Today’s Poll


By Contributor
September 3rd, 2014

by Melissa Brieter,

on behalf of Central Kootenay Invasive Plant Committee

August is the height of summer for those of us in the Kootenay region, and by this time, most of us have taken countless hours of refuge in the cool waters of our lakes and rivers.

Boating is such a common practice during the summer months that it would be unusual, and strange, to see a lake unadorned by these vessels in our region.

However, how many of us know the invasive species lurking about in our waters?

Or even that there were such things?

What if I told you that boating and swimming might one day turn into a distant memory if invasives, such as zebra and quagga mussels, were to infiltrate our waters?

I think I speak for everyone when I say, no thank you!

Zebra and quagga mussels are an invasive aquatic species that pose a serious threat to the biodiversity and fisheries of any water system.

An impact of zebra and quagga mussels is to reduce the amount of food available for native fish, such as salmon and trout, as well as a vast variety of other organisms. Some species that are dependent on plankton, for example sockeye salmon and kokanee, could be severely depleted if these mussels become established in BC’s lakes and rivers.

Another, and very important problem, of this species of invasive mussels is that they deplete the natural balance of algae, leading to higher concentration of blue-green algae.

As the Invasive Species Council of British Columbia (ISCBC) states, “high levels of blue-green algae can become toxic to aquatic life, can cause taste and odor problems in drinking water supplies, and can be very unpleasant for recreational users.”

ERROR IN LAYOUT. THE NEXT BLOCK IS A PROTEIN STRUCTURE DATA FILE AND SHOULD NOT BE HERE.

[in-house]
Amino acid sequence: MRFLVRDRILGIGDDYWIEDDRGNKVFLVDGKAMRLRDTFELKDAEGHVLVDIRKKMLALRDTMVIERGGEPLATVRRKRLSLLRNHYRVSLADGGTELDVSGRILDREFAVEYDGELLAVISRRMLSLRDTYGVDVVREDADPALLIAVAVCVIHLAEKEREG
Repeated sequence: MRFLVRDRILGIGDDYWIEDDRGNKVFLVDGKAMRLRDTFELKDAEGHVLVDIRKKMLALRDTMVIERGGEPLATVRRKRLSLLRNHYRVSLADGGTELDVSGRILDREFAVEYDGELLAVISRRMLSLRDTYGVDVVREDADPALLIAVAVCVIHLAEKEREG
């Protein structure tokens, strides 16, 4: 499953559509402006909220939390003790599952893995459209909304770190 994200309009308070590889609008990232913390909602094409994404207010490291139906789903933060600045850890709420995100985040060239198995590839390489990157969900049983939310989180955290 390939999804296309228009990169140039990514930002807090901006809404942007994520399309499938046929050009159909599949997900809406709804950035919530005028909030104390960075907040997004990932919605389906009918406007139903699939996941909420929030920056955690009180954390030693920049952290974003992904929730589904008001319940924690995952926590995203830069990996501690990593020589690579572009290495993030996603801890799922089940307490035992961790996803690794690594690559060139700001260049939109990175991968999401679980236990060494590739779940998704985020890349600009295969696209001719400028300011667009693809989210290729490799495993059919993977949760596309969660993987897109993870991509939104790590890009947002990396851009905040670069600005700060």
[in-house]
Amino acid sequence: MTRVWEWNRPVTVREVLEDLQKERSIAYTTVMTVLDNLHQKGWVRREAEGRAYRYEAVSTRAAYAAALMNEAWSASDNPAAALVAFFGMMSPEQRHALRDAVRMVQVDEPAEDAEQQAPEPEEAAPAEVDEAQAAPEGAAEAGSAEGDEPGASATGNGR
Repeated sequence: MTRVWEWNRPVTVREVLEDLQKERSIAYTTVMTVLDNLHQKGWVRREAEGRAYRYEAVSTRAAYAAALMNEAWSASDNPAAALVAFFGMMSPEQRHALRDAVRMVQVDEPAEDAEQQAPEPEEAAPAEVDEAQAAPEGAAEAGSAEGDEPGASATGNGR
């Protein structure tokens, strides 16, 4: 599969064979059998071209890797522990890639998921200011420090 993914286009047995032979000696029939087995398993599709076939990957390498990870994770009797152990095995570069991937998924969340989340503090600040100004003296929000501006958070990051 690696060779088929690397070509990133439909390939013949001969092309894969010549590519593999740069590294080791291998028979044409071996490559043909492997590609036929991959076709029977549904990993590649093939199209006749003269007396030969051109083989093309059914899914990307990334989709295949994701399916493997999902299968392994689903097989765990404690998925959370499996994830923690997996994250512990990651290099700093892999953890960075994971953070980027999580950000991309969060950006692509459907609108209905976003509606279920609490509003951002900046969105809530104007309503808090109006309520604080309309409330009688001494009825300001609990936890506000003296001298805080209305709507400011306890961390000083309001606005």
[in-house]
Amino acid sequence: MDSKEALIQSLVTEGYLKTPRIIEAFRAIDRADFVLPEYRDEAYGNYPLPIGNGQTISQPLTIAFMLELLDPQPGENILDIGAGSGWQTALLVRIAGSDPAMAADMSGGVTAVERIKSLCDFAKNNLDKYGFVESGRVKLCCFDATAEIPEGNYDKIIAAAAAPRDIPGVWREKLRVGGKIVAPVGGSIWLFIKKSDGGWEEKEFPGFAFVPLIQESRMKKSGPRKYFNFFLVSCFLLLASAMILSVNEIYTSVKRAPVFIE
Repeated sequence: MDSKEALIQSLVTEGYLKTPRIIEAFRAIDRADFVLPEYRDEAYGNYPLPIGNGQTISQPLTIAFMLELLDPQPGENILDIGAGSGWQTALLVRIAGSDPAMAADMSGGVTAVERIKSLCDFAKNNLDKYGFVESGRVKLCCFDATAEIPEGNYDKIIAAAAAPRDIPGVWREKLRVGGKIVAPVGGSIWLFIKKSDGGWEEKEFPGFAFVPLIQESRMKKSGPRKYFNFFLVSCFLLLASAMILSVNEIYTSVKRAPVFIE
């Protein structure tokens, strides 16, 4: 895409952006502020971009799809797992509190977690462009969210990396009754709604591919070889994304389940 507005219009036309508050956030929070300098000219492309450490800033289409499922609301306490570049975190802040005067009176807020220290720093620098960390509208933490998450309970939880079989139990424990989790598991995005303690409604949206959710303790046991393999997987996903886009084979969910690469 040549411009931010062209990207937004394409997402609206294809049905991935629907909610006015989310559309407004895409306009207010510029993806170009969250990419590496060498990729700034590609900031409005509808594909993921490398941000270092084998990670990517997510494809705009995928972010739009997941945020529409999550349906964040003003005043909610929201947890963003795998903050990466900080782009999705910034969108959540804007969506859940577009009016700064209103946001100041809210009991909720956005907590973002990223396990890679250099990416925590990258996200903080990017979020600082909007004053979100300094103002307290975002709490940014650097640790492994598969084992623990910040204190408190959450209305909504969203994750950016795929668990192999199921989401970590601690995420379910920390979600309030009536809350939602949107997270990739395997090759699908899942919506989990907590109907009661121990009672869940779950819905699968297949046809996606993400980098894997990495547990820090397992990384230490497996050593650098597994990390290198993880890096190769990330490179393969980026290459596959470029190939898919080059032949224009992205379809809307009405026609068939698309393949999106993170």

Since these pesky aquatic creatures originate from Eurasia, they have no known predators to keep them under control in Canada. Since arriving in North America during the mid-1980s, they have spread rapidly throughout the Great Lakes in Ontario, Quebec, and over 20 US states as well.

By attaching and colonizing themselves on boats and other water equipment such as; engines, hulls, and steering components this devastating invasive species have spread almost without hindrance.

Luckily for us in the Kootenays, as well as the rest of BC, these aquatic hitchhikers have not yet been detected in our pristine waters, although monitoring activities in BC have been quite limited in regards to this species. However, there is much we can do to help prevent these mussels from ever entering our area.

The Central Kootenay Invasive Plant Committee (CKIPC) urges all boaters to clean, drain, and dry their boats and water equipment on dry land before and after entering any water bodies to remove any visible mud, plants, or fish.

As well, if a boat has come from a known or suspected mussel-infested area, it must be completely drained and allowed to dry for 30 days before entering a new body of water.

Our sparkling and clean lakes, rivers, and streams are perhaps one of our most glorious advantages to living in the Kootenay region.

Whether it is fishing, boating, or swimming I’m sure there are few that can say they do not utilize our waters for recreational purposes in some way. Therefore it is up to us to make sure we are protecting this part of our landscape from future invasive species.

Perhaps Crystal Klym, Executive Director for CKIPC, said it best, “an ounce of prevention is worth a pound of cure. By preventing these species from entering our lakes and rivers, we can save millions of dollars in impacts in the future.”

You can help stop the spread of invasive species! For more information please visit the website:

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